To assist them with ride-hailing, it’s helpful to begin by practicing how to use the technology to hail a ride. It may take a few sessions over a few days to get them comfortable. After training them, set aside a time or two when they can show you how they would attempt to call a ride, from locating the mobile device or computer to clicking on the app and scheduling a ride. This allows you to be assured they have the process down.
Be sure to post any usernames and passwords in a highly visible location so they can still use the service if the app updates or signs them out. Be patient, and remember to adjust devices for ease of use (like increasing the font size).
Senior Ride Services
In addition to senior programs of public transportation systems, an alternative is provided by many charities in cities and towns nationwide: senior ride services. These are usually point-to-point services where a car and driver will pick up a senior at their home, drive them to their destination (like a medical appointment) and then return them to home after they are done.
They provide more security than public transportation, and offer more assurance to your loved one. Some organizations, such as Shepherd Centers of America, offer these rides to seniors at no cost with no financial means requirements to qualify. Search for these options in your area.
Ensure Safe Transport If the Elder Should Not Drive
While the options described above are the primary means of transportation for many seniors across America, not all older folks will be willing. If you are faced with a loved one who is not willing to give up their driving privileges, even in the face of hazardous driving habits, you may be at a loss for what to do next.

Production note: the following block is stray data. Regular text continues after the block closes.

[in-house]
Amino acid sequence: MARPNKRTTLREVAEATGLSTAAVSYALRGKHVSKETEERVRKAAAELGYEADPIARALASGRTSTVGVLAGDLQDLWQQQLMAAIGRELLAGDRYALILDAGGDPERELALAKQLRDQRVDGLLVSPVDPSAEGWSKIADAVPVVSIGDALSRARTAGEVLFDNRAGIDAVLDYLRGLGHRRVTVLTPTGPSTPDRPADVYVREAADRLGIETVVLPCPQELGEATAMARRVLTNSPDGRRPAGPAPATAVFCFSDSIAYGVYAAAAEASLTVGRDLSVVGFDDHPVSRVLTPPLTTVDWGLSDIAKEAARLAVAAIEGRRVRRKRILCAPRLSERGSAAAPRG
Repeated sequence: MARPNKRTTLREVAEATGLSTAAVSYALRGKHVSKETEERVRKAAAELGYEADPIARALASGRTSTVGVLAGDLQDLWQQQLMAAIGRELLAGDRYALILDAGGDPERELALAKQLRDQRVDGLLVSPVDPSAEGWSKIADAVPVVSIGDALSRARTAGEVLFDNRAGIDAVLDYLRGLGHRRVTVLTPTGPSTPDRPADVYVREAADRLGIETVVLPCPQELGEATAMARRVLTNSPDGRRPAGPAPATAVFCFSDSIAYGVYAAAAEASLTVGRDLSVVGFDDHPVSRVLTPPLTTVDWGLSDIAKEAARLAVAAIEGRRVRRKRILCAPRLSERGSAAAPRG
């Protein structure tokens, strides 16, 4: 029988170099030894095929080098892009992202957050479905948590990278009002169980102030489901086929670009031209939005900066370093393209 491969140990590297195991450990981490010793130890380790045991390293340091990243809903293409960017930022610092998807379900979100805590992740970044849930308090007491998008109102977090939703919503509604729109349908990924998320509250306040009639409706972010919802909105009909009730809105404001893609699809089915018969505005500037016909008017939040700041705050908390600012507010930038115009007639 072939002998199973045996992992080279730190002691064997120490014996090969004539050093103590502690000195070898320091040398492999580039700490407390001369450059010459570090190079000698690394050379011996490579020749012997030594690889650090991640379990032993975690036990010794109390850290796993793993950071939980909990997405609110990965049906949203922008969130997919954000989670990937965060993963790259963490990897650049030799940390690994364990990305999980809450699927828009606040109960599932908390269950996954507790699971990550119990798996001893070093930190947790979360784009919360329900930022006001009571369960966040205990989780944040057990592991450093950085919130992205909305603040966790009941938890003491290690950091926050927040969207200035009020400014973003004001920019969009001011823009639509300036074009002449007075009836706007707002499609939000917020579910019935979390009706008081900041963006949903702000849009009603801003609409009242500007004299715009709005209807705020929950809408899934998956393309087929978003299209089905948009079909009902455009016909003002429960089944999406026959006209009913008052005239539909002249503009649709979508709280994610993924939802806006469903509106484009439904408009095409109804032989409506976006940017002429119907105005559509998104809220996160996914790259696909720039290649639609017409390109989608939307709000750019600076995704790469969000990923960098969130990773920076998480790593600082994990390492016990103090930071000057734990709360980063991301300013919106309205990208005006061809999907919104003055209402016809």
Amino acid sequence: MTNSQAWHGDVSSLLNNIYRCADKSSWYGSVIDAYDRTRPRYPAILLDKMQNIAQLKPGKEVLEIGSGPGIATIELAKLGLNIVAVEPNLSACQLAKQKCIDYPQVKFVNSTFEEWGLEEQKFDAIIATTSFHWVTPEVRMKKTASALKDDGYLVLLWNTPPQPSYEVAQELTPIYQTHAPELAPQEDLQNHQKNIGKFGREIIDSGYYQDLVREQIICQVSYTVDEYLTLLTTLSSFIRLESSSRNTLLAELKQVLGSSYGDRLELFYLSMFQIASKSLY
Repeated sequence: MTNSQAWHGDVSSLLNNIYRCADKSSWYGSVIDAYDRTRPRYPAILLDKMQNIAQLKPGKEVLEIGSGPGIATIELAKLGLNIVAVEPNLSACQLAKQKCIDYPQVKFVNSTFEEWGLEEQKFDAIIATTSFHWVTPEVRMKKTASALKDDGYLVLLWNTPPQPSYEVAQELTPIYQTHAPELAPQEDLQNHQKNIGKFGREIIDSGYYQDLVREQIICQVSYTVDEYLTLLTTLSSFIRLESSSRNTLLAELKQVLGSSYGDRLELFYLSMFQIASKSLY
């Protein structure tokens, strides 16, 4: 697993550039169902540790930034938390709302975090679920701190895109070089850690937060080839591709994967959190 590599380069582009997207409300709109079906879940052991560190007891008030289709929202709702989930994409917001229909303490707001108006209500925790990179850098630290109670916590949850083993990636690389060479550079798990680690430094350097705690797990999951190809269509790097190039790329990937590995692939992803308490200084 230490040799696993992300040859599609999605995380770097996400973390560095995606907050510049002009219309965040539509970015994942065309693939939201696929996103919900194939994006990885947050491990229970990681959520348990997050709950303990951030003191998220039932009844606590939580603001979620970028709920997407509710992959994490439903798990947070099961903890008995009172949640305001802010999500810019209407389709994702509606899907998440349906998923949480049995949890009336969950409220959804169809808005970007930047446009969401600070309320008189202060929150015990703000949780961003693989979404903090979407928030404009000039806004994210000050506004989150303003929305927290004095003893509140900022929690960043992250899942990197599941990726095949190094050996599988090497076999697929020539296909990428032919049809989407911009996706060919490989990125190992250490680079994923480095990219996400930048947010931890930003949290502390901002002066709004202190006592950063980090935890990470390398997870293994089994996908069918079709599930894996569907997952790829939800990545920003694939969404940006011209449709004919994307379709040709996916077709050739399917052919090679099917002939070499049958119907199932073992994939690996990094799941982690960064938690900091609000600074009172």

The best approach is to speak candidly with the senior. Explain your concern for their well-being, as well as those around them. You don’t want them to accidentally get hurt or hurt someone else, especially when there are other options available. Offer to hold their keys for them for a few weeks while they try other services, with the promise that you’ll meet afterward to discuss how it went.
If they are still unwilling, it is possible to report them to the DMV as an unsafe driver. This could result in the cancellation of their license, forcing their hand. Similarly, meeting with an attorney can be a powerful tool, to discuss what financial and personal impact an accident might have on them and their retirement savings.
Remember to be empathetic and kind; this is a stressful and often depressing development in a person’s life especially after a lifetime of driving. Never steal an older person’s keys, as it is usually quite offensive and draconian, and worse case it his constitutes vehicle theft under the law, Seek Community Resources from a Reputable Aging Organization.
If you need help learning more about your local senior transportation options, reach out to organizations that specialize in care for the aging population. The Shepherd’s Center of Northern Virginia can assist older adults with meeting their transportation needs and aging in place. Contact us to learn more or to utilize SCNOVA’s own senior transportation options.